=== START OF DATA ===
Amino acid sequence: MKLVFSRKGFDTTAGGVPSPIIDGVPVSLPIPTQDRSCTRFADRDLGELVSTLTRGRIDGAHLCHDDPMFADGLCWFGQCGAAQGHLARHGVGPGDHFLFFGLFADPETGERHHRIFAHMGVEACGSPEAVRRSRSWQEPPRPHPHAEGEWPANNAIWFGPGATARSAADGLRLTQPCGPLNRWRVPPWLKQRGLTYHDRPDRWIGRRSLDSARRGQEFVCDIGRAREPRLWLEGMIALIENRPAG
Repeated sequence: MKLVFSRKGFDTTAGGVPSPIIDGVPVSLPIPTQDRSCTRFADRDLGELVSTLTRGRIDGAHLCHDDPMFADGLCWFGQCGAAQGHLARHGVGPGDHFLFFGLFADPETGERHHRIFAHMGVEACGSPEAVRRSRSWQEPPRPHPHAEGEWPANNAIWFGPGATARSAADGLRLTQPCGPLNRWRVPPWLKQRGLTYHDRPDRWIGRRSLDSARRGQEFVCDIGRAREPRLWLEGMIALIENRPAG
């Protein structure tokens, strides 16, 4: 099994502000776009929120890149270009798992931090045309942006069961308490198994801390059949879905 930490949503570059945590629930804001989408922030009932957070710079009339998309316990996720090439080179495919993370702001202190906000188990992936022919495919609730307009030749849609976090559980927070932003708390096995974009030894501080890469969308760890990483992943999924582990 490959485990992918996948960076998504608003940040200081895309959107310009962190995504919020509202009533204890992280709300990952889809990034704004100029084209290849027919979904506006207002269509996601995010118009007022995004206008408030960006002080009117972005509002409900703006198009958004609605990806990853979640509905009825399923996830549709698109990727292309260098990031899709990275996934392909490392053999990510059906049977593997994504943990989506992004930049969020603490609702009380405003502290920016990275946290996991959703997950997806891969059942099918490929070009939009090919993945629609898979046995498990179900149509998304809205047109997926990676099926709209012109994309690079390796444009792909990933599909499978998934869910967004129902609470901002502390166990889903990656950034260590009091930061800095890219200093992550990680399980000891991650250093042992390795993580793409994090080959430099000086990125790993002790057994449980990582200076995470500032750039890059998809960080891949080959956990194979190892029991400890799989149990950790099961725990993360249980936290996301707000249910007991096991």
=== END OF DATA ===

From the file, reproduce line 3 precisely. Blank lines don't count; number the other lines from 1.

């Protein structure tokens, strides 16, 4: 099994502000776009929120890149270009798992931090045309942006069961308490198994801390059949879905 930490949503570059945590629930804001989408922030009932957070710079009339998309316990996720090439080179495919993370702001202190906000188990992936022919495919609730307009030749849609976090559980927070932003708390096995974009030894501080890469969308760890990483992943999924582990 490959485990992918996948960076998504608003940040200081895309959107310009962190995504919020509202009533204890992280709300990952889809990034704004100029084209290849027919979904506006207002269509996601995010118009007022995004206008408030960006002080009117972005509002409900703006198009958004609605990806990853979640509905009825399923996830549709698109990727292309260098990031899709990275996934392909490392053999990510059906049977593997994504943990989506992004930049969020603490609702009380405003502290920016990275946290996991959703997950997806891969059942099918490929070009939009090919993945629609898979046995498990179900149509998304809205047109997926990676099926709209012109994309690079390796444009792909990933599909499978998934869910967004129902609470901002502390166990889903990656950034260590009091930061800095890219200093992550990680399980000891991650250093042992390795993580793409994090080959430099000086990125790993002790057994449980990582200076995470500032750039890059998809960080891949080959956990194979190892029991400890799989149990950790099961725990993360249980936290996301707000249910007991096991």